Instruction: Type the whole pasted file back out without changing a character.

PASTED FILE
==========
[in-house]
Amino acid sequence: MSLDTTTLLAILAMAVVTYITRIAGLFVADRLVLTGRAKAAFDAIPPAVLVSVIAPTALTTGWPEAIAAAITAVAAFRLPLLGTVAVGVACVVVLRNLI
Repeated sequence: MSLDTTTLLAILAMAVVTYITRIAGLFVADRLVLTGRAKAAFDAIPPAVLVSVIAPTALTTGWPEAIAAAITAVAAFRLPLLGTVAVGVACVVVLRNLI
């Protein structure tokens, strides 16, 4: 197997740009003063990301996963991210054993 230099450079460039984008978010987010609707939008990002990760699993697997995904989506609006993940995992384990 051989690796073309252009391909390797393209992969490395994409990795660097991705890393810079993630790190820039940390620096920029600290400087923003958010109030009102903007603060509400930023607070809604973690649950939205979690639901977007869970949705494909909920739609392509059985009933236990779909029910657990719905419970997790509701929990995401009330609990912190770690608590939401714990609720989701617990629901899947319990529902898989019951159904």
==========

[in-house]
Amino acid sequence: MSLDTTTLLAILAMAVVTYITRIAGLFVADRLVLTGRAKAAFDAIPPAVLVSVIAPTALTTGWPEAIAAAITAVAAFRLPLLGTVAVGVACVVVLRNLI
Repeated sequence: MSLDTTTLLAILAMAVVTYITRIAGLFVADRLVLTGRAKAAFDAIPPAVLVSVIAPTALTTGWPEAIAAAITAVAAFRLPLLGTVAVGVACVVVLRNLI
């Protein structure tokens, strides 16, 4: 197997740009003063990301996963991210054993 230099450079460039984008978010987010609707939008990002990760699993697997995904989506609006993940995992384990 051989690796073309252009391909390797393209992969490395994409990795660097991705890393810079993630790190820039940390620096920029600290400087923003958010109030009102903007603060509400930023607070809604973690649950939205979690639901977007869970949705494909909920739609392509059985009933236990779909029910657990719905419970997790509701929990995401009330609990912190770690608590939401714990609720989701617990629901899947319990529902898989019951159904």